This is an overreaction. The limited changes we are contemplating
would not undermine Russian security. In fact, because Russia and
the U.S. are vulnerable to the same threats, we are prepared to
cooperate with Moscow on missile defense.
In response, Russia must do more than just say nyet. It is in our
mutual interests to develop an arrangement that preserves the
essential aims of the ABM treaty, while protecting us from the
new dangers we both face.
Unfortunately, our consideration of NMD has aroused serious
concerns not only in Russia, but also in Western Europe, China
and elsewhere. As Secretary of State, I have repeatedly had to
rebut fears expressed by my counterparts that the U.S. is intent
on going it alone, disregarding the interests of former
adversaries and current allies alike.
These fears were fueled by the vote on CTBT, and especially by
the view some Senators expressed that efforts at nonproliferation
are useless and naive. According to this thinking, agreements
such as the CTBT will limit America's options but have no effect
on rogue states--who will promise anything but allow nothing to
slow their quest for nuclear arms.
It is plainly smart to anticipate that some countries will try to
cheat on their obligations. It is not smart to conclude--as some
do--that if we can't guarantee perfect compliance with the rules
we establish, we are better off not establishing rules at all.
Consider that during the first 25 years of the nuclear age, five
countries tested nuclear weapons. In the 29 years since, two,
India and Pakistan, have joined the list. Knowledge about how to
build nuclear arms has spread, but far fewer nations than we once
predicted are acting on that knowledge. Why?
The answer is that global standards do matter. Over the years,
nations have increasingly embraced the view that it is
unnecessary and dangerous to develop nuclear weapons.
This view has given birth to a framework of legally binding
agreements, including nearly universal participation in the
Nuclear Nonproliferation Treaty (NPT). Of course, neither law nor
world opinion can compel nations to act against their own best
interests. But most countries find it in their interests to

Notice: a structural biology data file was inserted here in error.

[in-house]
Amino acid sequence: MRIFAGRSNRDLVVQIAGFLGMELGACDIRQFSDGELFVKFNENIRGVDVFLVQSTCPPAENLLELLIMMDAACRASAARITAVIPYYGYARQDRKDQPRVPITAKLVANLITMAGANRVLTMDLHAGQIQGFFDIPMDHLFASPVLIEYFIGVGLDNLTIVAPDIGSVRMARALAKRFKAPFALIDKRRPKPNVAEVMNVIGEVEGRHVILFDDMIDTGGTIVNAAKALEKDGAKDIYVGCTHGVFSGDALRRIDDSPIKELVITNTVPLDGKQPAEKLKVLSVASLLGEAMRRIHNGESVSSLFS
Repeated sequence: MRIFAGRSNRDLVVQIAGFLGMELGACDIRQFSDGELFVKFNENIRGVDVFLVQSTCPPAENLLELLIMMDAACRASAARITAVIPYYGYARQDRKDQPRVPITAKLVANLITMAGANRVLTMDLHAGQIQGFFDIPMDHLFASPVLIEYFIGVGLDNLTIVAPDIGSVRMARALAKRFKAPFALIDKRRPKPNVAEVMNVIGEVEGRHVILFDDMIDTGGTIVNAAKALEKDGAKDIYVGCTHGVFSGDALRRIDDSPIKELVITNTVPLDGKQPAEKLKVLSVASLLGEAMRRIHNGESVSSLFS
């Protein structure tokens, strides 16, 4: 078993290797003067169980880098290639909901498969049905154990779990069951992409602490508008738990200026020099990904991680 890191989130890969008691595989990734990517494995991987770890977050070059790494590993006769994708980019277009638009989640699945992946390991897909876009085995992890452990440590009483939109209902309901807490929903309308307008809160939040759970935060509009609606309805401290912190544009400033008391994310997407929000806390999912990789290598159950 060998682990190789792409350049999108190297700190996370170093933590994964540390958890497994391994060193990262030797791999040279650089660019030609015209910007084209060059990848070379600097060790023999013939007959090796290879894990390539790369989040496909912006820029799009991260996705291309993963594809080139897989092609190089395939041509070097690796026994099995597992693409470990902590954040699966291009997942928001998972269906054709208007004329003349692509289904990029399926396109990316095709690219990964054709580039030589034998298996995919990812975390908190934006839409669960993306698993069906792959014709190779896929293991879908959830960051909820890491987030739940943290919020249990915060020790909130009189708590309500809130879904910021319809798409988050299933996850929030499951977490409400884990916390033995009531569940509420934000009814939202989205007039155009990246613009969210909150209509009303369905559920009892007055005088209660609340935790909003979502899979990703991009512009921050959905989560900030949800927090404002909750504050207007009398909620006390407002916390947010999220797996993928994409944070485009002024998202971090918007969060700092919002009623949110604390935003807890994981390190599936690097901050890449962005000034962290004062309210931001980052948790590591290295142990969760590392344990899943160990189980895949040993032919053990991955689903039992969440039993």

operate within the law and be perceived as doing so.
Why else, for example, did South Africa, Brazil and Argentina
abandon their nuclear-weapons programs; or Belarus, Kazakhstan
and Ukraine return nuclear weapons to Russia after gaining
independence; or China decide to sign the CTBT; or India and
Pakistan agree, in principle, to do the same?
North Korea joined the NPT and then evaded its obligations under
it. But why did North Korea even take on those obligations? And
why should we conclude that because that pact was violated,
efforts at arms control are fruitless? After all, North Korea's
secret activities first came to light as a result of inspections
under that agreement.
Obviously, agreements do not erase the need for a powerful
military deterrent, but they do establish rules that increase
the chance that our deterrent will succeed in preventing war.
They complicate efforts by potential adversaries to develop and
build nuclear weapons. They provide for wide-ranging
verification systems that complement our own monitoring
capabilities. And they make it more likely that others will join
us in a common response against those who break the rules.
Americans must resist the temptation to think the strength of our
armed forces means we no longer need help from others. It is
simply impossible to halt the spread of weapons of mass
destruction unless countries work together.
Moreover, for almost six decades, American leaders have strived
on a bipartisan basis to achieve security for our nation within a
broader framework of security for all who desire to live in peace
and respect the rights of others. In this era of readily
available and highly destructive weaponry, this is the only true
path to a secure future. And the only way to ensure that the U.S.
remains respected, not only for our economic and military power,
but also for the power of our example and our ideals.
Restoring an American consensus on reducing the dangers posed by
nuclear weapons and ballistic missiles is among the most vital
and complex challenges our leaders face. It will be a central
priority during the remainder of this Administration and will
surely preoccupy the next.
It is my hope that historians will view the Senate vote on CTBT
not as marking the death of arms control but rather as a wake-up
call--which spurred responsible leaders from both parties to come
together and ensure the U.S.'s continued leadership in building a
safer, stabler, freer world.
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Cover Date: November 22, 1999